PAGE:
At this point in the semester, I always look back fondly on the summertime. Most of us don’t have regular classes then, some of us return home for a few months and we probably spend some extra time in front of the TV. During the summer, one of my favorites weeks of the year occurs: Shark Week on Discovery Channel. I find sharks to be fascinating creatures.
If you have seen even just a few moments of a Shark Week special, particularly those on the great white shark, you cannot deny that sharks have a captivating quality on screen. At the end of Shark Week this year, I found myself wanting to know more about sharks. As usual, I turned to books in order to discover more information.
Writer Susan Casey has an incredible career as a journalist and a passion for great white sharks, which was fostered by a BBC special on the animal. The television special inspired her to do an article on sharks, and this desire led her to the Farallon Islands off the coast of California, where a team of scientists operated the Great White Shark Project. In “Devil’s Teeth,” Casey draws you into her experience on the island right off the bat with a shark attack on a seal. It is what we typically expect of sharks, but Casey reveals much more before the book is finished. Sharks are fantastically mysterious creatures that scientists do not know a whole lot about. They have strange migratory patterns, combative and dominant behaviors and the ocean is their playground.
All of these enigmatic factors combined make the scientists’ jobs a great deal harder. However, Casey quickly uses her words to demonstrate the joy that the scientists gain from their job of studying sharks. They, like Casey, feel drawn to the sharks. Casey attempts to sum up the quality that draws people like her and the viewers of Shark Week to sharks, saying, “Their otherness is what both compels us and scares the pants off us.” Sharks are not the only intimidating things Casey faces on her journey.
The title, “Devil’s Teeth,” actually refers to the Farallon Islands and not the shark’s most identifying and deadly feature. The islands earned this nickname from sailors who made a point to steer clear of the shark-infested waters and jagged terrain. Scientists are the only people allowed to populate the island, and they only are permitted to during what are known as “shark season” months. The only standing buildings on the main island are two homes, only one of which is inhabitable, and the lighthouse that stands above a treacherous climb.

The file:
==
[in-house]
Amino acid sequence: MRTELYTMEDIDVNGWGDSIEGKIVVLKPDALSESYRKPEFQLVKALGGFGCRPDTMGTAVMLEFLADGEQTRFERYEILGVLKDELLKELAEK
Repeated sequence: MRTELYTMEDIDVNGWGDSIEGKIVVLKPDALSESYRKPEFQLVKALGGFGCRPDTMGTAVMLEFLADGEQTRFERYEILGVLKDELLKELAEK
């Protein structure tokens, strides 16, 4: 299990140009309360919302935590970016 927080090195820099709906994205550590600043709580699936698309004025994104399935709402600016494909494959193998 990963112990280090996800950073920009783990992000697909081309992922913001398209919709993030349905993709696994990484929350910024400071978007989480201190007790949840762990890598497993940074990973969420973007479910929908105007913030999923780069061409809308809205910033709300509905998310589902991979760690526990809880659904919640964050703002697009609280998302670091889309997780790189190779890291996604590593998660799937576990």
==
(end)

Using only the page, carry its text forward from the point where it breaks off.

These are the conditions that Casey voluntarily sticks herself in, just to have a chance of learning more about sharks. Even making the journey from the boat to the island is a trial. Casey must time her departure perfectly to make the jump to land without spearing herself on rocks or dropping into a shark’s hunting grounds. She includes various tales of the islands’ mysterious past, full of ghost stories and mentions of rare animals. Of course, sharks are the main feature. Casey manages to capture beautifully the movements of sharks that can usually only be appreciated visually.
Through Casey, the scientists offer a sympathetic view of sharks, complete with names and different personalities. Some of the scientists’ favorites are a big female named Betty who enjoys destroying the surfboard decoys they use in hopes of luring sharks to study. There’s also T-Nose, a small male that seems to have a permanent smile on his face. “Devil’s Teeth” also serves a purpose beyond excellent storytelling. Casey’s multiple trips to the island require further explanations on the threats to the islands, and thus the book takes on an almost activist role.
You will find yourself consistently on Casey’s side in supporting the privacy and funding that the scientists on the Great White Shark Project require in order to protect the enigmatic sharks. If you haven’t realized this already, “Devil’s Teeth” is a work of nonfiction. I know this will turn a lot of people off of the book, but I think you should give this book a chance if you are into animals, especially sharks.
I will say that someone who has a complete aversion to sharks will not like this book since it is all about the creatures. Personally, I enjoy a good nonfiction read, but I know that is not everyone’s cup of tea. Casey does take care to keep her story actively moving, so you do not get too bogged down in scientific facts and jargon.
This is an accessible read at 283 pages, including eight whole pages of pictures of the sharks and islands. For those that find sharks exciting and cool, this is certainly a read you should sink your teeth into.